The pattern has been set: every 10 years, Brian De Palma will do a one-for-me palate-cleanser to plainly and fully indulge his filmmaking obsessions, stylistic tics, and indulge his somewhat bonkers, fever-dreamy idea of what watching a thriller should be. In 1992, he shook off Bonfire of the Vanities with the cult-friendly Raising Cain; in 2002, he chased the mainstream space-adventure Mission to Mars with the movie-movieness of Femme Fatale; now, in 2012, he follows up his little-loved Redacted with the glossier Passion—or at least, he does in spirit, as the movie will probably not see actual release in 2012, but is playing the New York Film Festival this weekend.
The NYFF notes unblinkingly refer to Passion as De Palma’s “first fiction feature since Femme Fatale,” such a perverse twist on the word “fiction” that it almost makes a De Palmian kind of sense. Redacted (2007) is a dramatization of real life events but in no way an actual documentary, while The Black Dahlia (2006) is even further from the non-fiction designation, as a narrative film adopted from a novel based on a true story. Yet within De Palma’s filmography, yeah, sure, The Black Dahlia might closer resemble real life than the thesis-in-waiting trilogy of Cain, Fatale, and Passion.
Actually, maybe the NYFF should’ve outright reversed its play on words; I get the feeling that to De Palma, movies like Passion are non-fiction. But to anyone else, the first 30-40 minutes of Passion will appear stilted (at least in terms of concerns secondary to De Palma like dialogue and behavior), albeit fascinatingly. Rachel McAdams, dressed in a series of weirdly unflattering outfits (high-waisted pants, turtleneck blouses), plays Christine, head of a powerful ad agency, or consulting company, or something; the point is, she’s the boss of Isabelle (Noomi Rapace), and they engage in an ongoing friendship-slash-competition, with plenty of flirting-slash-backstabbing. The suspense of the movie has little to do with whether Isabelle will receive credit for her mobile-phone ad idea or which working woman of the world will have revenge; rather, film geeks will reach the edge of their seats wondering when, exactly, De Palma will uncork.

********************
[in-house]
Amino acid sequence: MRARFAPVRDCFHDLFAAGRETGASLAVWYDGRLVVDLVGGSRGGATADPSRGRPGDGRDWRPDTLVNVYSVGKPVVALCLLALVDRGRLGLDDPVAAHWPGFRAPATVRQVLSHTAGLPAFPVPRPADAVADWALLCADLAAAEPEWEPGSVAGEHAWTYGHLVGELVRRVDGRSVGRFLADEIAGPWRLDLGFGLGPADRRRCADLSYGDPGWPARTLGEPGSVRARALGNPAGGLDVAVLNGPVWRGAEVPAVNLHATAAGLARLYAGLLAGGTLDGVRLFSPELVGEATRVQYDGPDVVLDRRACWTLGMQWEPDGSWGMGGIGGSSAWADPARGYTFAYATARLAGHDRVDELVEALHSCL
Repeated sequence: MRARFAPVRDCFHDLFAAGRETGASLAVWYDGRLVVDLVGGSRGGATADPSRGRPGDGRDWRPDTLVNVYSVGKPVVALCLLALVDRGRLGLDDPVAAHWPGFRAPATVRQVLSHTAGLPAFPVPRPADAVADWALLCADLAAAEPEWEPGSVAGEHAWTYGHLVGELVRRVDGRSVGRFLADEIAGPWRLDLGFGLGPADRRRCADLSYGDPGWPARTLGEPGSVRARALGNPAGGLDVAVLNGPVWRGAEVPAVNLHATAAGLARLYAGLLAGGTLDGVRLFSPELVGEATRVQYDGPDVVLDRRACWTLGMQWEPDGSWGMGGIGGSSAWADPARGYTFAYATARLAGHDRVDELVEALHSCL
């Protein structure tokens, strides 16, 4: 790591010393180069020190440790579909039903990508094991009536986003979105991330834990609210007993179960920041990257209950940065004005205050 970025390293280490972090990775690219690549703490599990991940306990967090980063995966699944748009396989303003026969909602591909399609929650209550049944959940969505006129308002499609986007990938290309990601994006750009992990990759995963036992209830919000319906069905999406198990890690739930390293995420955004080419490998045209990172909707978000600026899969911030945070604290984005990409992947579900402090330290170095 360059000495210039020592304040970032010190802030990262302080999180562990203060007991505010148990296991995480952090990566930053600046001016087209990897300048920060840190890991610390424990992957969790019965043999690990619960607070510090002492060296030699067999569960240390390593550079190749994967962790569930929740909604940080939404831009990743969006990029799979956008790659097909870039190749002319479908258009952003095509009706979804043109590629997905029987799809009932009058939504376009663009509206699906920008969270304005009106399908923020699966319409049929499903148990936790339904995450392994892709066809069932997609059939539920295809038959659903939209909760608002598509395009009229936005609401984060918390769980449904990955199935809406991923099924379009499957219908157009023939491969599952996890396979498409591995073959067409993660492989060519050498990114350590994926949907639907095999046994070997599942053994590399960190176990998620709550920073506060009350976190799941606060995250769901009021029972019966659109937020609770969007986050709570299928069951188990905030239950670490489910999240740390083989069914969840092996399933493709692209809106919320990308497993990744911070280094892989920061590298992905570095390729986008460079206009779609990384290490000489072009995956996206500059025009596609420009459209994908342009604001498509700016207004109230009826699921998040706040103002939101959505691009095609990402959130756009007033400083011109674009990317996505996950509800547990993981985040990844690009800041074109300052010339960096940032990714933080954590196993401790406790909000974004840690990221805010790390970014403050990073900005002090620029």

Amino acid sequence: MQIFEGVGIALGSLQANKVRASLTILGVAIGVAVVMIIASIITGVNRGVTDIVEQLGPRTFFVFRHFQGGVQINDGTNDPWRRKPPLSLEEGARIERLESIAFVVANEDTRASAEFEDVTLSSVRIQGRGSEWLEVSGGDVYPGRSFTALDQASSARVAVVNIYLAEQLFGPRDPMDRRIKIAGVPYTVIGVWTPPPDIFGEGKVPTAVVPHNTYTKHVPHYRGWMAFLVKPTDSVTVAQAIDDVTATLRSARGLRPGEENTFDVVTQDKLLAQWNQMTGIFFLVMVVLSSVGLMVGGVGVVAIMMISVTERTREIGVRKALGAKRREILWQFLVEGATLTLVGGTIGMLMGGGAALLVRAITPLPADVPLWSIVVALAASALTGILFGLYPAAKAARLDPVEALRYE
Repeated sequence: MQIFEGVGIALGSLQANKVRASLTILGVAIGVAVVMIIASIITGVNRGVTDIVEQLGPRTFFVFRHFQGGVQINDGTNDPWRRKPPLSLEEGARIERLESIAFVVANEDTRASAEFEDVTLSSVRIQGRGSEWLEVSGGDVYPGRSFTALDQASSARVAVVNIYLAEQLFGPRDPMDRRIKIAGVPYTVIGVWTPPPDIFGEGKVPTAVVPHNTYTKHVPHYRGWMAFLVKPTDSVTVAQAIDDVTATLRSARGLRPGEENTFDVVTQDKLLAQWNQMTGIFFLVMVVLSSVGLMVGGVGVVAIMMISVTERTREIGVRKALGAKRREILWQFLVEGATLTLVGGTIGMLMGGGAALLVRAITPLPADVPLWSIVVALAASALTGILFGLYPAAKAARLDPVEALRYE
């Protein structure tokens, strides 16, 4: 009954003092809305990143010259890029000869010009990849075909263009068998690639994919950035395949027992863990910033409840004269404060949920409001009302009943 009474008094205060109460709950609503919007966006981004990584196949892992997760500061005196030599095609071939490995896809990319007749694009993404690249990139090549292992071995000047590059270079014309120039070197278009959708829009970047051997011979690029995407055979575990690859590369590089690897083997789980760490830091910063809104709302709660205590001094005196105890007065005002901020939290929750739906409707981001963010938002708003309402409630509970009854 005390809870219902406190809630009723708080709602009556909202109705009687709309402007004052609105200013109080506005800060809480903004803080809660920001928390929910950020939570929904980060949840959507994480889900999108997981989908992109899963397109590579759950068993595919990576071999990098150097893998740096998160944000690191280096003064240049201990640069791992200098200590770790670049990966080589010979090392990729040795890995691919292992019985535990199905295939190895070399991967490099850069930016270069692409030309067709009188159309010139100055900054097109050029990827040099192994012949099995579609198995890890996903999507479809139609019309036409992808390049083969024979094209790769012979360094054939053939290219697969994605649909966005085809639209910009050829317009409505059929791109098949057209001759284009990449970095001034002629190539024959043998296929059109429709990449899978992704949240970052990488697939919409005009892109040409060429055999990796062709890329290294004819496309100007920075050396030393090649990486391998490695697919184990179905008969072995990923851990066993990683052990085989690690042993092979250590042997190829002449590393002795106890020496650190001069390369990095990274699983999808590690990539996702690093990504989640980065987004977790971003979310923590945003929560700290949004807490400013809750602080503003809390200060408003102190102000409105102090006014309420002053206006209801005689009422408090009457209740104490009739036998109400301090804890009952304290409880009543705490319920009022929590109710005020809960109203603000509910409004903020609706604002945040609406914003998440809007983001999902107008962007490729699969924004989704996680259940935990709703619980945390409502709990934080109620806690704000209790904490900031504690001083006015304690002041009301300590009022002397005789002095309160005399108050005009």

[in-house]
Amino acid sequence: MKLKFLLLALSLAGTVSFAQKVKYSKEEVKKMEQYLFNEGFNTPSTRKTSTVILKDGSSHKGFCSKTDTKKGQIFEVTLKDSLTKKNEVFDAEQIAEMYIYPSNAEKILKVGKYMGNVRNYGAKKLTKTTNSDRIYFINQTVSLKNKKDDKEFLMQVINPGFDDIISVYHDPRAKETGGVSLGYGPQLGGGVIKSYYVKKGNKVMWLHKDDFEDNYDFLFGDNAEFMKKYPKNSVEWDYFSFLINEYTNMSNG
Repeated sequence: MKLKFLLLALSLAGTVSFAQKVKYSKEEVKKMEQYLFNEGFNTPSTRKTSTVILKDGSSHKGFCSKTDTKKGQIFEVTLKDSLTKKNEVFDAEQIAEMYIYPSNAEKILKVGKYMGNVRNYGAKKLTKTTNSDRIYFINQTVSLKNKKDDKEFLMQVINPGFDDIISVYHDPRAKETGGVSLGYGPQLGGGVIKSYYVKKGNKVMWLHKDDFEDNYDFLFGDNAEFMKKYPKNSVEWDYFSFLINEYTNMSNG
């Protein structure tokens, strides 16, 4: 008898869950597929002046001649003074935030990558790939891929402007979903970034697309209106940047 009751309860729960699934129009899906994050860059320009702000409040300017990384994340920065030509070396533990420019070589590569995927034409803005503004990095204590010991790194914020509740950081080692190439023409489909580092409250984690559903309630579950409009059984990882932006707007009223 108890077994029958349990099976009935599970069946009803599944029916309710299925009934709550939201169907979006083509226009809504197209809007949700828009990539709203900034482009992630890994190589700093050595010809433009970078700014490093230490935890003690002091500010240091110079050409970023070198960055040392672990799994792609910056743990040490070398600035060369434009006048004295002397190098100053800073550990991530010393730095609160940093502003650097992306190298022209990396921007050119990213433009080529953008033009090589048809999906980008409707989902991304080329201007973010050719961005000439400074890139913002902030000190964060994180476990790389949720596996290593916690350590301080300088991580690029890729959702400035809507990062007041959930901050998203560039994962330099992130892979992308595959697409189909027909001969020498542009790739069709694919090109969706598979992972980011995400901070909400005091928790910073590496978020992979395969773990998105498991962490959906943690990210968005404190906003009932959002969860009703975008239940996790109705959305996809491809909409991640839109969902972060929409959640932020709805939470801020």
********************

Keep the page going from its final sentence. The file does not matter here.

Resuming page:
When he does, it’s a feast of fetishized style: the directorial control of the first section gives way to canted angles, noirish blind shadows, POV shots, long takes, and a bravura trick of a split-screen sequence. The movie has plenty of showstoppers in its back half, but one of the most interesting doesn’t contain any of the director’s signature shocks of violence; the camera just follows Rapace out of her office, into an elevator, to her car in a parking garage, and into a fit of deep frustration and rage. All together, the movie isn’t quite as nutty as Cain nor as movie-drunk as Fatale, but it’s of their ilk: diabolical, a little deranged. Like De Palma’s other palate-cleansers, it’s more about its creator than its creations. Plus, there’s nothing like seeing a De Palma picture with an audience of film critics; when it sees proper release, it’s virtually guaranteed that the non-joke line “you have a twin sister?” will elicit knowing laughter.